Prinsep and Ghose, JJ.
1. There is only one point on which our decision in this appeal is required. The plaintiffs ejected the defendants, their tenants, which made it necessary that the tenants should bring a suit to recover possession. They succeeded in that suit, and also obtained mesne profits for the period during which they were out of possession. In execution of the decree for mesne profits, the plaintiffs claimed to set-off the rent due from the defendants. Their application was refused, and they were referred to a suit which they have now brought. A portion of the rent claimed in this suit is for a period more than three years from the date on which the last arrears of rent fell due within the terms of the Act.
2. Both Courts have held that the claim for rent for this period is barred.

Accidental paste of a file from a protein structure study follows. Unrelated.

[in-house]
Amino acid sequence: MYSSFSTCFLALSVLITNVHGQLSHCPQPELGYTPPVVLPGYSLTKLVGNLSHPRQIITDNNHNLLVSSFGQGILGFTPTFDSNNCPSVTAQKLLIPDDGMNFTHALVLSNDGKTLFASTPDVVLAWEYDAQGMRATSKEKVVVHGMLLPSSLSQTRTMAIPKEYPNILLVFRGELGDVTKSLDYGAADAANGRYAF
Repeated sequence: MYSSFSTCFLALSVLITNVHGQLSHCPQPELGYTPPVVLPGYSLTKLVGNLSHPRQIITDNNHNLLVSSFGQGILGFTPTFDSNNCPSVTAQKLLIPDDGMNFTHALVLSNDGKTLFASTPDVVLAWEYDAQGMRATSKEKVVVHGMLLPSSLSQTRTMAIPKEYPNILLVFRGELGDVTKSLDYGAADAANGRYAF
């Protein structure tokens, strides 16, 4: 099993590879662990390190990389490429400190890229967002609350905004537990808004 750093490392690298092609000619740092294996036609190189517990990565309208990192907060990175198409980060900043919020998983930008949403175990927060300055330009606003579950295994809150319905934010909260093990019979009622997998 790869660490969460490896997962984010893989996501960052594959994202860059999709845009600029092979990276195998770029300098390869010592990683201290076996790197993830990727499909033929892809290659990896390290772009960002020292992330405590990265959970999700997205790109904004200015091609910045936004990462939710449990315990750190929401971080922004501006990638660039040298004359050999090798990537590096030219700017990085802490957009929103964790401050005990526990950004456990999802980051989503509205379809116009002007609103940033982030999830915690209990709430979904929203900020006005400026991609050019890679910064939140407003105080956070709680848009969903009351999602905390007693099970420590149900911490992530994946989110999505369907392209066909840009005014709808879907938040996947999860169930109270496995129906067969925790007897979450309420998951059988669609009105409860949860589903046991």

3. Dr. Rash Behari Ghose, on behalf of the appellants, contends, under the authority of the case of Sivarnamayi v. Shashi Mukhi Barmani 2 B.L.R. P.C. 60 : 11 W.R. P.C. 5 : 12 Moo. I.A. 244 that limitation does not apply, and that it would run only from the date on which the defendants recovered possession under their decree. On examination of that case, however, it will be found that it is not applicable to the present case. Indeed, from the remarks made by their Lordships of the Privy Council, it would seem that they specially excepted a case such as that now before us. The plaintiff in that case was the zemindar, who sold the putni of the respondents under Regulation VIII of 1819. The putnidars succeeded in a suit brought against the zemindar and the auction-purchaser in obtaining a reversal of that sale on the ground of irregularity in the proceedings relating to the sale, and they obtained a decree not only for possession but also for mesne profits against the auction-purchaser. The zemindar then sued the putnidars for arrears of rent from the time of their default, that is to say, for the same period for the rents of which she had unsuccessfully brought the putni to sale. It was pleaded by the putnidars that this suit was barred by limitation, inasmuch as it was brought more than throe years after the arrears had fallen due. The High Court in appeal allowed this objection on the ground that the zemindar was a trespasser in bringing to sale the putni with a defective notice when it was her interest to have that notice duly served, and that she consequently could not be allowed to plead that that trespass prevented the operation of the law of limitation as against her right of action. Their Lordships of the Privy Council held that the cause of action for arrears of rent accrued when the putnidars obtained possession of the putni after reversal of the sale, because that possession was coupled with the obligation to pay rent; and they also held that the particular arrears of rent claimed in the suit must be taken to have become due in the year in which that restoration to possession took place. In respect of the ground upon which the High Court had dismissed the plaintiff's suit, their Lordships observed that they did not agree in the view taken by the High Court that the appellant could be said to have committed an act of trespass, because, when she pursued the remedy which was clearly competent to her if it had been regularly pursued, she inadvertently omitted one of the formalities prescribed by the Act, and that her proceedings, therefore, became inoperative. They say: 'Their Lordships cannot treat this as an act of trespass or hold with the High Court that in bringing this suit she is a person seeking to take advantage of her own wrong.' In the present case, the plaintiffs have throughout acted illegally. They made it necessary for the defendants to bring a suit to recover possession in consequence of their unlawful act in dispossessing them, and, therefore, in endeavouring to avoid the law of limitation in the words of their Lordships of the Privy Council, 'they were seeking to take advantage of their own wrong.' It is unnecessary to refer to all the cases which have been cited before us in the course of the argument. We have only to point out that the case of Eshan Chunder Roy v. Khajah Assanoollah 16 W.R. 79, seems to have been overruled by the case of Huro Persad Roy Chowdhry v. Gopal Das Dutt I.L.R. 9 Cal. 255 : L.R. 9 I.A. 82. That case, however, is not expressly in point. The case of Din Dayal Paramanik v. Radhakishori Debi 8 B.L.R. 536 : 17 W.R. 415, can also be distinguished from the present case, inasmuch as in that case the plaintiff was found to have pursued his legal remedies as against the defendant and was prevented from obtaining them by the act of the tenant in avoiding the order for ejectment which had been obtained after a long litigation by taking advantage of the indulgence given by the law of limitation, in allowing him to pay up the arrears within fifteen days of the order of ejectment. We may, however, draw attention to the case of Kadumbinee Dosaia v. Kasheenauih Biswas 13 W.R. 338, which is on all fours with the case before us, and in which the learned judges held that the claim was barred by limitation, in which we altogether concur. The appeal must therefore be dismissed with costs.